Cincinnati Insurance Company removed a Madison County class action case to U.S. District Court Dec. 29, arguing that the amended complaint adds new claims that do not relate to the original suit.
Chiropractor Frank Bemis sued Cincinnati Insurance on Feb. 15, 2005, claiming the insurer improperly discounted bills for his treatment.
Cincinnati Insurance argues that the case is removable under the Class Action Fairness Act (CAFA) because of its nature and size, and claims that the amended complaint commences a new action because the original complaint was dismissed.
Bemis is represented by Richard Burke, Jeffrey millar and Brad Lakin of the Lakin Law Firm in Wood River.
Todd Lubben of Brown & James in St. Louis, representing Cincinnati, claims that Bemis accepted these payments without objection, complaint or notice that any payment was deficient or that additional monies were due Bemis or his practice.
Lubben writes, "Bemis, individually and on behalf of each member of the proposed class, disclaims any potential award to any class member that is in excess of $75,000. Through this allegation, Bemis apparently seeks to avoid CAFA. However, CAFA provides that the minimum amount in controversy is satisfied if the aggregate stake exceeds $5,000,000, as it does here."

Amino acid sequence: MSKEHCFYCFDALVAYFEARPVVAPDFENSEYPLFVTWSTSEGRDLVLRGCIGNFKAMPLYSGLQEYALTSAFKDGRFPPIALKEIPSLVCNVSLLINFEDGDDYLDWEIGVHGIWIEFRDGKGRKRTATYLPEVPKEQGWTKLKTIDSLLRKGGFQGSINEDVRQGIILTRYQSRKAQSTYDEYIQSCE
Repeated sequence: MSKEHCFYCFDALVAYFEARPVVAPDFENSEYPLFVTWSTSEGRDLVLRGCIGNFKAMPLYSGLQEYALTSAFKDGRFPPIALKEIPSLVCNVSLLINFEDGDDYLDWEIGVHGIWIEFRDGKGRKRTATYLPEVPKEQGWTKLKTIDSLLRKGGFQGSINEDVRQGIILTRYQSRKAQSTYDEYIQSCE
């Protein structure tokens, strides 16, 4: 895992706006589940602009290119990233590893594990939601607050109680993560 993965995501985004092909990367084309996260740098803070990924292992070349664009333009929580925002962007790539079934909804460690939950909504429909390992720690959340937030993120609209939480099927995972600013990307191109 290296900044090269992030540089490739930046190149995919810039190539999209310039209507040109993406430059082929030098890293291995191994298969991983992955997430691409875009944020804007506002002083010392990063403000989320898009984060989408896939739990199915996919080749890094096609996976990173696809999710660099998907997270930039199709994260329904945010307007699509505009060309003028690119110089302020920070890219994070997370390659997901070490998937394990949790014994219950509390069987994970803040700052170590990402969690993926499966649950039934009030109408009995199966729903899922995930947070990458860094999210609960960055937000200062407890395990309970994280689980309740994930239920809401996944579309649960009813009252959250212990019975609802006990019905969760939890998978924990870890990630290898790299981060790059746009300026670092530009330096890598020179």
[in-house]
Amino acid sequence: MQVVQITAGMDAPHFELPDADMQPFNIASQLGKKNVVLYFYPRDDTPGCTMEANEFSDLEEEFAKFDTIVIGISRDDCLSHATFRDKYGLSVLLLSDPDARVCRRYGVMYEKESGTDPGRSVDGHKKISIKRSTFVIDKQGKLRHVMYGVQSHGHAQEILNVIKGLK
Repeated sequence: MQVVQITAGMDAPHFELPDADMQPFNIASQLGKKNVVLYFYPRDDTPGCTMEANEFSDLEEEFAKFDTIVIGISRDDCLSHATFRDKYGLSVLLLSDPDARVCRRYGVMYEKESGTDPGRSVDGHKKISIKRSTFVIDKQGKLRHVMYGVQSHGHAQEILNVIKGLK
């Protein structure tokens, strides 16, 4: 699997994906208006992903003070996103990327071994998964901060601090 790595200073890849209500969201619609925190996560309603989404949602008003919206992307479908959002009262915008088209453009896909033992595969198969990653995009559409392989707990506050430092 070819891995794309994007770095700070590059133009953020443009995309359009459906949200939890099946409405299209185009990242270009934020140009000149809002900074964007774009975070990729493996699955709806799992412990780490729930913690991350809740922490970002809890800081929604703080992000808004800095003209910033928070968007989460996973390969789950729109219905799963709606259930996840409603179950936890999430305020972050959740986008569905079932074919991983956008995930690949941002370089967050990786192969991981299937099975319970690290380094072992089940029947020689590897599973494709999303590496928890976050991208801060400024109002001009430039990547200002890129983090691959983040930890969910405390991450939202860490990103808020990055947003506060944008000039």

Lubben also states that the 7th Circuit Court of Appeals confirmed that the addition of a new claim to a previously existing matter may "commence" a removable action under CAFA, provided that the new claim does not relate back to the original complaint under state law.
Lubben also writes, "The Third Judicial Circuit Court of Illinois, Madison County, dismissed the original complaint in its entirety on November 2, 2005. By dismissing the original complaint, the court specifically found that the complaint was legally and/or factually insufficient. Bemis now attempts to revive those same claims previously dismissed as well as assert new causes of action.
"Bemis raced to an Illinois state court with his purported class action claims in order to avoid federal jurisdiction over those claims that would shortly be afforded Cincinnati under CAFA. Fair enough. However, the Madison County trial court dismissed each claim Bemis asserted against Cincinnati. In fact, that court adopted all of Cincinnati's arguments and dismissed the entire original complaint.
"Although Bemis attempts to bring the same causes of action as previously asserted in the original complaint, as well as several new causes of action, the problem for him is CAFA now applies. Bemis should not be allowed to circumvent CAFA by attempting to raise new causes of action, with a newly proposed definition of class members, in a state court action that was previously dismissed in its entirety."
Bemis filed six suits in Madison County Circuit Court prior to the enactment of the CAFA on Feb. 18, 2005.